Escaño was impressed with what she learned about the community-based poverty monitoring system and was optimistic about its potential to serve Palawan's development planning needs. Since then, provincial and local government officials have worked together to pilot and implement a community-based poverty monitoring program across Palawan, with technical support from the MIMAP-Philippines project. The information generated through the process is already having an effect on the transparency of decision-making.


"Before we had these indicators, council made decisions based on 'I did this for you, so you do this for me'," says Eddie Aureno, Mayor of Quezon, a community of more than 10,000 households located in 14 barangays (villages). "But that's not a good way to make decisions. With the indicators we can see and compare problem areas and plan accordingly. Now everything is out in the open."

While poverty alleviation has been a major goal of the Philippine government since 1986, gathering the data to support poverty alleviation programs has been difficult. Regular surveys provide data on macro variables, such as the rate of inflation, the exchange rate, and the balance of trade. But there is no systematic and regular collection of information on the 'human dimension'. Surveys that measure income, housing, and the prevalence of malnutrition are not conducted yearly, thus reducing their relevance and impact. And the sample size makes them of little use to policy makers and planners at the municipal and barangay levels. The community-based poverty monitoring system is helping to change that.

Natural gas project

For example, a natural gas development promises to inject considerable funds into Palawan. "We want the community-based poverty monitoring system to be well established when that happens, so we can support the best, most appropriate projects in a totally transparent way," says Palawan Governor Salvador Socrates. "We want to make wise, long-term decisions that will benefit everyone, and preserve our beautiful environment."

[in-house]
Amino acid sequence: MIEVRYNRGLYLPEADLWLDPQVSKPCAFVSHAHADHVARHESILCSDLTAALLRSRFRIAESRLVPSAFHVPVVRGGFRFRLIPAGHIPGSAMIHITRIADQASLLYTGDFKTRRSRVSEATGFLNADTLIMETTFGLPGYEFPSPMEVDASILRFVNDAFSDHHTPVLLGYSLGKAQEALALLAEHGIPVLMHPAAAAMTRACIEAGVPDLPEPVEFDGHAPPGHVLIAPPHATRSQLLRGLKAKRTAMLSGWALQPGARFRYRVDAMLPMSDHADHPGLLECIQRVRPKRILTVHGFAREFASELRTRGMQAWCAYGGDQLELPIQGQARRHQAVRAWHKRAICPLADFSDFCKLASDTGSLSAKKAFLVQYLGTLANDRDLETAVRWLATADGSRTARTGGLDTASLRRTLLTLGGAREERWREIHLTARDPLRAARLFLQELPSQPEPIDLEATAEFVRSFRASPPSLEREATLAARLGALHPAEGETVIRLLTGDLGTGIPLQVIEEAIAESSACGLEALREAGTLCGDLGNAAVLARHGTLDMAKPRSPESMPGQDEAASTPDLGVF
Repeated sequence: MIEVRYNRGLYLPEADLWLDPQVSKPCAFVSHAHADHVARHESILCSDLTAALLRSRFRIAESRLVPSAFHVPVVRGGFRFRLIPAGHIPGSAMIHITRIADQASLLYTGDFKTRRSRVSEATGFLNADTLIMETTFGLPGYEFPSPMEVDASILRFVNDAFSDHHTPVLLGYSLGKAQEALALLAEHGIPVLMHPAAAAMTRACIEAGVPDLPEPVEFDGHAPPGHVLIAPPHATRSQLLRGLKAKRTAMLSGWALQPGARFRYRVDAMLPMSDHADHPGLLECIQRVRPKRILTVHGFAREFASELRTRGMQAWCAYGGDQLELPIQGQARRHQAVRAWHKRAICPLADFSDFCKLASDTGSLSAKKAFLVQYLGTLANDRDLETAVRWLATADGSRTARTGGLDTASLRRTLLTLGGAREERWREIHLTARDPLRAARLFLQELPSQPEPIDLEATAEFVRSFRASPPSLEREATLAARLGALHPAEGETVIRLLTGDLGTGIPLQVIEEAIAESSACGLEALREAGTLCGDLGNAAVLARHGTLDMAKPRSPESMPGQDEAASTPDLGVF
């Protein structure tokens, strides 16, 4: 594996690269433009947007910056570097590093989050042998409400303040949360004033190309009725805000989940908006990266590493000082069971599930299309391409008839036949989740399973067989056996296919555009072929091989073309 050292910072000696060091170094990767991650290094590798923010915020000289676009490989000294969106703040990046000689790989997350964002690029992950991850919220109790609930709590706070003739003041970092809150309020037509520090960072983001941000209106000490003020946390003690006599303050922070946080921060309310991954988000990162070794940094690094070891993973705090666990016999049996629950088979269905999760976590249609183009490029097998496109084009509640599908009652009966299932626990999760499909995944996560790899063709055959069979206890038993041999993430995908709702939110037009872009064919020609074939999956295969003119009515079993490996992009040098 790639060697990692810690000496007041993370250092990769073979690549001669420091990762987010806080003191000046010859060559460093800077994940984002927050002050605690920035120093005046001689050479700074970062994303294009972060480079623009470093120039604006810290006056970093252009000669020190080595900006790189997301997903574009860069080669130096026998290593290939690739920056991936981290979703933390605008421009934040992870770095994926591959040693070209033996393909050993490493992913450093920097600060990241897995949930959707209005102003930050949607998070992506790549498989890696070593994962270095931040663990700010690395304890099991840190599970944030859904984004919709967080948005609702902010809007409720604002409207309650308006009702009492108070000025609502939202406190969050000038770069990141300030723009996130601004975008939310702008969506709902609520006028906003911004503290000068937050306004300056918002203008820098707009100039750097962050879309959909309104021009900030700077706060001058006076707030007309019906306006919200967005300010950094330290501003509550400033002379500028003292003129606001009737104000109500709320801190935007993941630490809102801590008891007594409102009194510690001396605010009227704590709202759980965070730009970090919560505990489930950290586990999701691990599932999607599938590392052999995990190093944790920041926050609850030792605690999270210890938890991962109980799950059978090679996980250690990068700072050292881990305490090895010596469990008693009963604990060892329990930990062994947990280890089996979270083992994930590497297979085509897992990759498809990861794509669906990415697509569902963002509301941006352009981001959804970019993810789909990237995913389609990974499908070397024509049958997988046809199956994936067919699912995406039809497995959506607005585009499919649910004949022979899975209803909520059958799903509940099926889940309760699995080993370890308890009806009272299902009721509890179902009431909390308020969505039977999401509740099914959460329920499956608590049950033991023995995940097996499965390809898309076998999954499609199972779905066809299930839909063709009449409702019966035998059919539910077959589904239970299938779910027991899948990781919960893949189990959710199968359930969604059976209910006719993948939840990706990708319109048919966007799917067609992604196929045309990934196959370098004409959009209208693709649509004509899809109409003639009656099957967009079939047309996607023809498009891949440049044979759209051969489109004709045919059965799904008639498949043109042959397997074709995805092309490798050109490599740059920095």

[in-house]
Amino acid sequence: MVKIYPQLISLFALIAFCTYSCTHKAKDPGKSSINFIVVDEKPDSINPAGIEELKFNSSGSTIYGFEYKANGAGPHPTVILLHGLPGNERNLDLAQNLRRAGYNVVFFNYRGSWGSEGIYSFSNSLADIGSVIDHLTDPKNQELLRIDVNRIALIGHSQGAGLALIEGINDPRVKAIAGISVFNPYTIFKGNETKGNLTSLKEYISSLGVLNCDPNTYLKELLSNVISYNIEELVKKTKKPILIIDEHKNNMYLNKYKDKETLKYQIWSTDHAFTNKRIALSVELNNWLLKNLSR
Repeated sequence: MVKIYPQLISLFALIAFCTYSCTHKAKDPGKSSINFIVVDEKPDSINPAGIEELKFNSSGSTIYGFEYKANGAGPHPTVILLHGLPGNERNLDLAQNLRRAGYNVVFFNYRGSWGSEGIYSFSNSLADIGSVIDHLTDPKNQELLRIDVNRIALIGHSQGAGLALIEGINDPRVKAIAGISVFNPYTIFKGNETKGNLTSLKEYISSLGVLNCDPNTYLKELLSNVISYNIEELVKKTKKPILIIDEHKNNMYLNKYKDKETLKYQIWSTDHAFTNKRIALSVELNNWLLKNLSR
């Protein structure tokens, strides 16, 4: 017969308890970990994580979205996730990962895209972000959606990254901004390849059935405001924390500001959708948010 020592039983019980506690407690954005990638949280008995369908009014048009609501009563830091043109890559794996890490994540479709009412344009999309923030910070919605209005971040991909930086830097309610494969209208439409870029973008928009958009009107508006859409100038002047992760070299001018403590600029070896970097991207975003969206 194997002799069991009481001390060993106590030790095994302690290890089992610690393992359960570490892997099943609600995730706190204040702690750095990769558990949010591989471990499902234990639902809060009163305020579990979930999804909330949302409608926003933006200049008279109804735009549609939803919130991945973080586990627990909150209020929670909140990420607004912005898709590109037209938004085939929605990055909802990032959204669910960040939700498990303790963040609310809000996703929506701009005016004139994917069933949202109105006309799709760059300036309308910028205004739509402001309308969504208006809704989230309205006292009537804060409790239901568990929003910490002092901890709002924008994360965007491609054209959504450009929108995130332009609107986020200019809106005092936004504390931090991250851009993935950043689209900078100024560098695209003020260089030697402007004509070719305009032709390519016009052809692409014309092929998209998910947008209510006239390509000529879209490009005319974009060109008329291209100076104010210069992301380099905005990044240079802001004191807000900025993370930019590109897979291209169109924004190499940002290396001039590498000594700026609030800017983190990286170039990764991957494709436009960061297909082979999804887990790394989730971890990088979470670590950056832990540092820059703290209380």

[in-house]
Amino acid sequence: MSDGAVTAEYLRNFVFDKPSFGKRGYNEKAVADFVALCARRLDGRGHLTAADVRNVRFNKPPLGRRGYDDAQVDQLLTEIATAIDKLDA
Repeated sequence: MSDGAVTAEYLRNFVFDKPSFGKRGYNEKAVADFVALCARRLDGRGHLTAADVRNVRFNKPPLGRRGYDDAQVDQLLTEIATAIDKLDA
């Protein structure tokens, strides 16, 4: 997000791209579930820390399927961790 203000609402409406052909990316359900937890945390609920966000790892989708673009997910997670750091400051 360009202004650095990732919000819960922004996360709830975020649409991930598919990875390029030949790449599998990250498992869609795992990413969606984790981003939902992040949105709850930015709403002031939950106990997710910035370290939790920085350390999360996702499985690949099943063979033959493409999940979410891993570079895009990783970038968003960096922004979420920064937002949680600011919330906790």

To that end, Jennifer A. Ore and Agripina L. Mozo devoted a day sitting in the heat of Quezon's municipal hall with 93 community members from 14 barangays learning how to be poverty monitors. "We want to help our barangays by seeing the true problems and needs," says Mozo. "Doing this work will help to solve them."

Essential data

She knows that the data they gather will be essential to that process. Instead of travelling to Manila, perhaps to gather dust on a library shelf, the data will be used in their own communities by their own people to solve their own problems.

As Mozo sits on the steps of a house built on stilts to raise it above the lapping waters of the South China Sea, she speaks gently to the homeowner, walking her through the survey. Children gather round, neighbours watch at a distance, and her trainer Zosimo Zabald, notes: "It takes a lot of time — almost an hour to gather all the survey information from each household. But all the people know it is confidential and is for their benefit. I'm happy to be part of this because I like to think that, in my own little way, I am contributing to life here."

Lois Sweet is an Ottawa-based writer.

If you have any comments about this article, please contact .